Lack of snow has led to larger frost depths


While many snow enthusiasts are already considering this winter a big fat bust, ice fishers, skaters, and wranglers are jumping for joy… and can do it “safely” on our frozen lakes.  The frost depth across the state (for the most part) is now some of the deepest it’s been at this point in the winter since 2014 and the reason has less to do about the cold, and more about the lack of snow.

What many may not realize is that snow is an insulator, much like a blanket would be.  If the snow is at least a couple inches deep, then it can insulate the ground from the bitter cold of the air above it and keep it relatively warm… at least warmer than it otherwise could be if the snow wasn’t there.  For this reason, the sooner we get snow in the fall, the longer it can take for the ground to freeze beyond the top inch or two.  This year though, with our lack of snow and our bitter cold temperatures since Christmas, our frost depth, the depth at which the ground is frozen, is over 2 feet deep in some places… and still growing.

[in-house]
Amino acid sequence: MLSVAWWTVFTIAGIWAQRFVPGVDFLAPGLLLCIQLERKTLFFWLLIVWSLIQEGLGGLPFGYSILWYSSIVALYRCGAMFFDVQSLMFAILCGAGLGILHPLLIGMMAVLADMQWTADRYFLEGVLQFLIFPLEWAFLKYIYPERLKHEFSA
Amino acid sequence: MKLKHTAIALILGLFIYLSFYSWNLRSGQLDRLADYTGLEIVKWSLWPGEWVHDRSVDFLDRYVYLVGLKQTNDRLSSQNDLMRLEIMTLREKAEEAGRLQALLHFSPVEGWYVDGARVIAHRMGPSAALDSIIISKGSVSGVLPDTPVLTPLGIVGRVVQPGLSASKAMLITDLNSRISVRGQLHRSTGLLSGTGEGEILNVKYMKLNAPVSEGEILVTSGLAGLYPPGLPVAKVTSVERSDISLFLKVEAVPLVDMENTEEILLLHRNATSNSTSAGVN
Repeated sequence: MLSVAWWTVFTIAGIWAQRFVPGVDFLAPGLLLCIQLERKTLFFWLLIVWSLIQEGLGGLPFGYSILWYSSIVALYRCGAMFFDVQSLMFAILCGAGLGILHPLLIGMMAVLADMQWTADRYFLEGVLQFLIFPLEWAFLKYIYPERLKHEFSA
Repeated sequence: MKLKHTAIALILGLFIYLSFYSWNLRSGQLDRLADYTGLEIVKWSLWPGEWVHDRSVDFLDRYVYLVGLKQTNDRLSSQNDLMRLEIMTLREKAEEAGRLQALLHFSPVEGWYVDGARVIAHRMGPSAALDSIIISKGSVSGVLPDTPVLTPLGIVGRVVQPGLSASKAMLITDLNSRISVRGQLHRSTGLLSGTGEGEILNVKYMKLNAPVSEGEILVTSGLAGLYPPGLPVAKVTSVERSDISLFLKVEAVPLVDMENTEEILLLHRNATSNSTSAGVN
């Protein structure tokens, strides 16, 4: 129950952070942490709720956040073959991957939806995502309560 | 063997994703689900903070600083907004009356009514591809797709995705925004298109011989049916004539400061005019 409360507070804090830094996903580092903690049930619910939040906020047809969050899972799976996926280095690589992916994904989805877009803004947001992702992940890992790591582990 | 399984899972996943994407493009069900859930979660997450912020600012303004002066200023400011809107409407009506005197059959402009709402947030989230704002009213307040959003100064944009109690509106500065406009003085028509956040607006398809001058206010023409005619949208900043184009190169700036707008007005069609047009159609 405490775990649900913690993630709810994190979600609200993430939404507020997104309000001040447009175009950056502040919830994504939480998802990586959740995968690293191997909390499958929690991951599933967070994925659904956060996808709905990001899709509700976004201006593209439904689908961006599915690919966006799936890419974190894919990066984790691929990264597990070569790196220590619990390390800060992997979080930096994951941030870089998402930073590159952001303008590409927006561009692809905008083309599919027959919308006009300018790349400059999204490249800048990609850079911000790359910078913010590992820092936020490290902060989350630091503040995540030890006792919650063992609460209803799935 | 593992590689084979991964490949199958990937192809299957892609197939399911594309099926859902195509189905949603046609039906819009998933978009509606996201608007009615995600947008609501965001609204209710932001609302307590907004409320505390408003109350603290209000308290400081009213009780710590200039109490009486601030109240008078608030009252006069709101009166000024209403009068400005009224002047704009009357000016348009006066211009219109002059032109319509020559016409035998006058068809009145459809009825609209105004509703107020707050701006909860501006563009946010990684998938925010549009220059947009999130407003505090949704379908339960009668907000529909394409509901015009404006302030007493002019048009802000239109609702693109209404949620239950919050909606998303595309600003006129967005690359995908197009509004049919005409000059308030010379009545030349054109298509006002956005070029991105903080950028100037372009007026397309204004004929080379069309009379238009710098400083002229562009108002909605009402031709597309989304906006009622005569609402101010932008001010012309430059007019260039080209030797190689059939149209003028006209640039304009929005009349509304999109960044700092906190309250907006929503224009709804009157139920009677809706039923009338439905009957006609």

The map above shows some “official” frost depth locations with many of them coming in with at least a 20” depth.  Even in the metro, which has been free of deep snow pack all winter, has a couple locations with 26” of frost.  That’s impressive for metro standards because of our heat island effect.  Notice locations that have had deeper snow pack this winter have less frost like Waseca and Menomonie, Wisconsin.

While the time of year that the frost depth reaches its peak is highly dependent on temperatures and snow cover, it usually occurs sometime in February or early March, which means we could have a solid 6 more weeks where the ground frost is continuing to expand.  This could set the stage for a 3 or even 4-foot frost depth in spots which would be great for ice enthusiasts, but could have BIG flood implications in the spring if heavy rain or snow moves in.

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